By Pim Betist, founder of Africa Unsigned
You don’t have to be an economics wizard to see that turmoil in the financial markets has made loan money scarce and expensive. We are facing the worst financial crisis in 80 years, but what do you care if all you need is $2,500 to finish your studies?
Christina Christopher of Adelanto, California, started to panic when she maxed out her Stafford loans and needed $2,500 more to finish her M.B.A. She was rejected by all four banks to which she applied for a private loan. In desperation, she posted a profile on Greennote.com, a site that helps students get loans from people who believe in them. She emailed just about everyone she knew. Within three weeks, friends and even a few strangers chipped in enough for Christina to pay for her last class and graduate.
Greennote is a great example of a website that is allowing peer to peer lending or crowdfunding (if you’re hip). The phenomenon is occurring for a variety of purposes from poverty relief to citizen journalism to political campaigns. Kiva.org let’s you lend to entrepreneurs in developing countries. Spot Us, is using its Web site, to solicit ideas for investigative articles and the money to pay for the reporting. America’s new president, Barack Obama was financially backed by more than 1 million donors. As Jeff Howe, editor for Wired Magazine put it: “Obama, a game changer in so many other ways, has become the first crowd funded president.”
In theory the crowd funding phenomenon has been around since the Romans invented money. The Internet is bringing it to practice. The Web enables people or organizations to network and pool their money together on a global level in order to support efforts they believe in. Websites are harnessing the enthusiasm as well as investment of strangers. In the pre internet age markets were bound by geography. Now on the Web markets are clustering based on interest and beliefs. If their belief is strong enough, people are willing and able to support, even financially.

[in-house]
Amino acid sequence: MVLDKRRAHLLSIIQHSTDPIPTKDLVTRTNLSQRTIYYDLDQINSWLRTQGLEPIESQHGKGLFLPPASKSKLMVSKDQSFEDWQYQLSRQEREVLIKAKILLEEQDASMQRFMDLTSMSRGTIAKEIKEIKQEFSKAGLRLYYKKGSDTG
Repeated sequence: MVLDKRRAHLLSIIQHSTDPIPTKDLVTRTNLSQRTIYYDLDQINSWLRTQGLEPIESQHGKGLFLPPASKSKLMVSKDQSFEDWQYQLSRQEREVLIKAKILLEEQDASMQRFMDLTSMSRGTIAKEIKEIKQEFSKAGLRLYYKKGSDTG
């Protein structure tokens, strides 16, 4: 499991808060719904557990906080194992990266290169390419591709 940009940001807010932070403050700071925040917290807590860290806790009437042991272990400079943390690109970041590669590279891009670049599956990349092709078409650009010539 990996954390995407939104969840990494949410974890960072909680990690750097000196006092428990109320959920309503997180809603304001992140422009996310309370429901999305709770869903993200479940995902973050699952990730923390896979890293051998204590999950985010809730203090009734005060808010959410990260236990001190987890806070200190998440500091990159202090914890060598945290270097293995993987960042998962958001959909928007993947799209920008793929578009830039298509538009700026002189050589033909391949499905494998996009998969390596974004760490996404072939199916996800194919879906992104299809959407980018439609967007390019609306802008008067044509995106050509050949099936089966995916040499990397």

Crowd funding works best when it reaches people on an emotional level. Music is very personal and therefore touches all of us. When the music industry struggled to adapt to its new business landscape, profits took a plunge and budgets had to be cut. As a result new talent was left to control their own destiny. This is why I founded www.africaunsigned.com.
There is a huge diversity of authentic amazing styles of African music, created and played by a young generation of African artists. I see this generation as being neglected and mistreated by the traditional music industry. Less than 1% of the global music market is accounted by the African continent. If we leave out South Africa we are left with almost zilch. I believe in the potential of The New African Sound. My feeling is, if we invest in it and nurture it, we can add significant value to changing the perception of the African continent on a whole. Although the crowd funding phenomenon is quite new small support from a large group of people is a good way to constitute this change.
Critics say giving anybody, experts and amateurs, access to money is killing our culture, assaulting our economy and destroying time-honored codes of conduct. “Instead of a dictatorship of experts, we’ll have a dictatorship of idiots,” says Andrew Keen, author of “The Cult of the Amateur”. It is hard to disagree with Keen that the amount of poorly written or produced material has expanded a million-fold. But what better way to filter the quality by voting with ours wallets?
About Africa Unsigned
Africa Unsigned is a joint initiative by producers, artists, music promoters and managers who believe in the future of African music. Currently there are approximately 30 of us scattered across the globe. We are present in Europe, in South Africa, West Africa and in East Africa.
We provide an alternative way of producing African music. Unsigned artists record their music, funded by fans. A new movement of talented African musicians and a a global team of passionate music promoters hope to create a new chapter in the rich musical history of Africa.